Increased serum levels with salicylates; antibacterial agents (e.g. chloramphenicol, clarithromycin, isoniazid, sulfadiazine, sulfamethoxazole-trimethoprim, sulfonamides); anticonvulsants (e.g. oxcarbazepine, succinimides, topiramate); antifungal agents (e.g. amphotericin B, fluconazole, itraconazole, ketoconazole, miconazole); antineoplastic agents (e.g. capecitabine, fluorouracil); benzodiazepines/psychotropic drugs (e.g. disulfiram, methylphenidate, trazodone); CV agents (e.g. amiodarone, diltiazem, nifedipine); cimetidine, fluvastatin, tacrolimus, tolbutamide, omeprazole; serotonin re-uptake inhibitors (e.g. fluoxetine, fluvoxamine). Decreased serum levels with vigabatrin; antineoplastic agents (e.g. bleomycin, carboplatin, cisplatin, doxorubicin); sucralfate, reserpine, folic acid, rifampicin; antiretroviral (e.g. fosamprenavir, nelfinavir, ritonavir); theophylline, diazoxide. May increase or decrease serum levels with ciprofloxacin; psychotropic agents (e.g. chlordiazepoxide, diazepam, phenothiazines). May alter serum levels and/or effects of doxycycline; anticonvulsants (e.g. carbamazepine, lamotrigine, phenobarbital, Na valproate, valproic acid); antifungal agents (e.g. posaconazole, voriconazole); methotrexate; antiretrovirals (e.g. efavirenz, fosamprenavir, indinavir, lopinavir/ritonavir, ritonavir, saquinavir); theophylline; CV agents (e.g. digoxin, disopyramide, mexiletine, nicardipine, nimodipine, verapamil), warfarin, furosemide; HMG-CoA reductase inhibitors (e.g. atorvastatin, fluvastatin, simvastatin); oestrogens, oral contraceptives; neuromuscular blocking agents (e.g. pancuronium, rocuronium, vecuronium); methadone, tolbutamide; psychotropic agents/antidepressants (e.g. clozapine, paroxetine, quetiapine, sertraline); vitamin D. Potentially Fatal: May cause loss of virologic response and possible resistance to delavirdine or to the class of non-nucleoside reverse transcriptase inhibitors.
Decreased plasma concentrations with St John’s wort. Acute alcohol intake may increase phenytoin serum levels, while chronic use may decrease serum levels.
Falsely high plasma phenytoin concentrations when measured by immunoanalytical techniques. Falsely low results for dexamethasone and metyrapone tests. Increased serum levels of thyroid stimulating hormone (TSH, usually in the absence of clinical hypothyroidism).
Description: Phenytoin, a hydantoin antiepileptic, stabilizes neuronal membranes and decreases seizure activity by increasing efflux or decreasing influx of Na ions across cell membranes in the motor cortex during generation of nerve impulses. Synonym: Diphenylhydantoin Onset: IV: Approx 0.5-1 hour. Pharmacokinetics: Absorption: Slowly but almost completely absorbed from the gastrointestinal tract. Bioavailability: 70-95% (oral); 83-100% (IM). Distribution: Widely distributed throughout the body. Crosses placenta; enters breast milk (small amounts). Volume of distribution: 0.52-0.78 L/kg. Plasma protein binding: Approx 90%. Metabolism: Extensively metabolised in the liver to inactive metabolites, chiefly 5-(4-hydroxyphenyl)-5-phenylhydantoin; undergoes enterohepatic recycling. Excretion: Via urine (<5% as unchanged drug; as glucuronides). Mean plasma half-life: Approx 22 hours (steady state).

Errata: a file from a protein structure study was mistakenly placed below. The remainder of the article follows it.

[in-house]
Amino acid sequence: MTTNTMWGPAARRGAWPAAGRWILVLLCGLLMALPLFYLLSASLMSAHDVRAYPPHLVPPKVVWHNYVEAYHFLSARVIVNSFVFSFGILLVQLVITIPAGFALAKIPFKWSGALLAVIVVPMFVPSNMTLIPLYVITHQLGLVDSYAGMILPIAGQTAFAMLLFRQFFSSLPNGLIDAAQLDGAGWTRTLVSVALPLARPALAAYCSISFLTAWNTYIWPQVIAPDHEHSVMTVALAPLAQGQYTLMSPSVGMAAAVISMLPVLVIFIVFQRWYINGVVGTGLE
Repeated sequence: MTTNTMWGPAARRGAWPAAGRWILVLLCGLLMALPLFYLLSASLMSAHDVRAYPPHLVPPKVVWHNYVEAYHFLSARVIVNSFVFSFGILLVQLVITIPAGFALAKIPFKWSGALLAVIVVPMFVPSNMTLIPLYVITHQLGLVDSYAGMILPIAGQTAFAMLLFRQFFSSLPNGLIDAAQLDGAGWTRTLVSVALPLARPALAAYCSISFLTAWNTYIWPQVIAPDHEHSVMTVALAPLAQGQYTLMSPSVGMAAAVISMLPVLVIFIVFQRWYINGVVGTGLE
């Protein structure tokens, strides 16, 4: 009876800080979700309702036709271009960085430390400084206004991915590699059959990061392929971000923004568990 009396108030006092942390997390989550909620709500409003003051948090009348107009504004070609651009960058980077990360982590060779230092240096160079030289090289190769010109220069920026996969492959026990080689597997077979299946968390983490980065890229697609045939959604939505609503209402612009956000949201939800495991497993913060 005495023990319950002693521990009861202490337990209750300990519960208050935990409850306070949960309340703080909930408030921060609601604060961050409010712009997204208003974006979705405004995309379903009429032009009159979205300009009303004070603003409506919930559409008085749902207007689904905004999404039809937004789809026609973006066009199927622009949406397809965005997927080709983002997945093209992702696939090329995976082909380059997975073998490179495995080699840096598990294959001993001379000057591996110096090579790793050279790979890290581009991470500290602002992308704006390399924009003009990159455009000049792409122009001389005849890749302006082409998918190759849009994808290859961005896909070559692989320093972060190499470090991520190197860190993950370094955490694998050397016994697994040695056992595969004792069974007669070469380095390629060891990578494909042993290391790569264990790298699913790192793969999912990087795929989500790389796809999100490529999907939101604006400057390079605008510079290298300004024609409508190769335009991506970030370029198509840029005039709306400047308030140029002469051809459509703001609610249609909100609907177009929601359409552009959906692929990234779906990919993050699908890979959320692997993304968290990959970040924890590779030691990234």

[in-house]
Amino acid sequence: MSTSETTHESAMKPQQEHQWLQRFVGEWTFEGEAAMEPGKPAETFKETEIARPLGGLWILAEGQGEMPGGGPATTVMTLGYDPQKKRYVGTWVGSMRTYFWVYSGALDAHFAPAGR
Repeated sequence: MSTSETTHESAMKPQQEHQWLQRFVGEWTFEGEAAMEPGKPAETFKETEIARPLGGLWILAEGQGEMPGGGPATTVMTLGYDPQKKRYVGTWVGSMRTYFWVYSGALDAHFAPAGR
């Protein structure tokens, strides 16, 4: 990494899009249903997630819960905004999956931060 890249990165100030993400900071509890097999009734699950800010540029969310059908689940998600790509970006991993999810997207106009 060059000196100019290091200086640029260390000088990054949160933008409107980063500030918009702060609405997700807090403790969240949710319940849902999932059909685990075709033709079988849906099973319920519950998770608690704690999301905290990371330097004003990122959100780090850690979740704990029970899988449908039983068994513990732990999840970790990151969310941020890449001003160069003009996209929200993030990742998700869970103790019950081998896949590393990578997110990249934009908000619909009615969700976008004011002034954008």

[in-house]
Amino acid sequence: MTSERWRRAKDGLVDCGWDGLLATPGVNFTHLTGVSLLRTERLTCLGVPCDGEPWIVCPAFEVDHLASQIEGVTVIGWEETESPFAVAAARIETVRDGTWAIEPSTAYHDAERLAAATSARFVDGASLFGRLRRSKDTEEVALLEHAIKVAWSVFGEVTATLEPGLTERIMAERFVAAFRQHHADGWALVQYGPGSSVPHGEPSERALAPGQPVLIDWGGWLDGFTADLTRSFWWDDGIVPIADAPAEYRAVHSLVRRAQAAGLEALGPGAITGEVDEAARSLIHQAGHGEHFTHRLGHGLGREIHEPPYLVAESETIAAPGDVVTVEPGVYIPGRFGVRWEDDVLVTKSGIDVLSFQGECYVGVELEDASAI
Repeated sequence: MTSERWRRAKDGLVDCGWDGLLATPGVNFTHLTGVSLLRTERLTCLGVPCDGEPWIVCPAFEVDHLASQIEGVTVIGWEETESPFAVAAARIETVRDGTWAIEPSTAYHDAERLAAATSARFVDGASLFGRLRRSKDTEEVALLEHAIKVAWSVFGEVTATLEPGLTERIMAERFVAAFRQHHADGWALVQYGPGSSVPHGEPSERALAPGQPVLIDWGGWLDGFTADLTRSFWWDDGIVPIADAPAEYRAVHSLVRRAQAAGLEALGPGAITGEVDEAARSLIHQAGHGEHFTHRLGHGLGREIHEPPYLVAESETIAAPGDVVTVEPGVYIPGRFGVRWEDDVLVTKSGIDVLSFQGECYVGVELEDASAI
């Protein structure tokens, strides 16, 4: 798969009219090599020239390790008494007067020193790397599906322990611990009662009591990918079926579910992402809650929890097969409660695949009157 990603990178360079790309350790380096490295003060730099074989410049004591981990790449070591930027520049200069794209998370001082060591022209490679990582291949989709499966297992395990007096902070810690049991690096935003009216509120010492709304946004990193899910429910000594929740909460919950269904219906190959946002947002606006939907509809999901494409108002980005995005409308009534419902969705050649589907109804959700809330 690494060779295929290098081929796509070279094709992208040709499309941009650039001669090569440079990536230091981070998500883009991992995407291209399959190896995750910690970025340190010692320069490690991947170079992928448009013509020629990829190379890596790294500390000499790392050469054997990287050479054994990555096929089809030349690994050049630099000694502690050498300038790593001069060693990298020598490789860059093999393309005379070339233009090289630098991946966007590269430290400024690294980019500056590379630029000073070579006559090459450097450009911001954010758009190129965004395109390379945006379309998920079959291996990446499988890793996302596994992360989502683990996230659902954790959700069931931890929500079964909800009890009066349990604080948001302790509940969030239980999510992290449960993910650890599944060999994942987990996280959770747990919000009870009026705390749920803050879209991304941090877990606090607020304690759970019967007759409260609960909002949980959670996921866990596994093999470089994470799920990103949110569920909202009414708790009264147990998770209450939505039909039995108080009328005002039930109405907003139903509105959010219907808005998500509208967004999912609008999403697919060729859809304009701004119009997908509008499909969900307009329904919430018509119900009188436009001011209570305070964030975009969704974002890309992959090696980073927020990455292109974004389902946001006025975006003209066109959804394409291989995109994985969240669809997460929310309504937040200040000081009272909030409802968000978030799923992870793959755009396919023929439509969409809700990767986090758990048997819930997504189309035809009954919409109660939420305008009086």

Tab/cap/susp: Store between 20-25°C. Protect from light and moisture. Soln for inj: Store between 15-30°C.
N03AB02 - phenytoin ; Belongs to the class of hydantoin derivatives antiepileptics.
Hu F-Y, Wu X-T, An D-M et al. Phenytoin-induced Stevens–Johnson syndrome with negative HLA-B*1502 allele in mainland China: Two cases. Seizure. 2011 Jun;20(5):431-432. doi: 10.1016/j.seizure.2011.01.005. Accessed 26/09/2018Anon. HLA-B – Phenytoin. Lexicomp Online. Hudson, Ohio. Wolters Kluwer Clinical Drug Information, Inc. https://online.lexi.com. Accessed 26/09/2018.Anon. Phenytoin, Phenytoin Sodium. AHFS Clinical Drug Information [online]. Bethesda, MD. American Society of Health-System Pharmacists, Inc. https://www.ahfscdi.com. Accessed 08/11/2019.Anon. Phenytoin. Lexicomp Online. Hudson, Ohio. Wolters Kluwer Clinical Drug Information, Inc. https://online.lexi.com. Accessed 08/11/2019.Buckingham R (ed). Phenytoin. Martindale: The Complete Drug Reference [online]. London. Pharmaceutical Press. https://www.medicinescomplete.com. Accessed 08/12/2014.Clinical Annotation for HLA- B*15:02:01 related to Phenytoin. Pharmacogenomics Knowledgebase (PharmGKB). https://www.pharmgkb.org/. Accessed 26/09/2018.Dilantin Capsule, Extended Release (A-S Medications Solutions). DailyMed. Source: U.S. National Library of Medicine. https://dailymed.nlm.nih.gov/dailymed/. Accessed 08/11/2019.FDA Pharmacogenomic Biomarkers in Drug Labeling - Phenytoin. U.S. FDA. https://www.fda.gov/. Accessed 26/09/2018.Joint Formulary Committee. Phenytoin. British National Formulary [online]. London. BMJ Group and Pharmaceutical Press. https://www.medicinescomplete.com. Accessed 08/11/2019.Phenytoin-induced Stevens–Johnson Syndrome with Negative HLA-B*1502 Allele in Mainland China: Two Cases. Gold Standard Drug Database in ClinicalKey [online]. Elsevier Inc. https://www.clinicalkey.com/. Accessed 26/09/2018.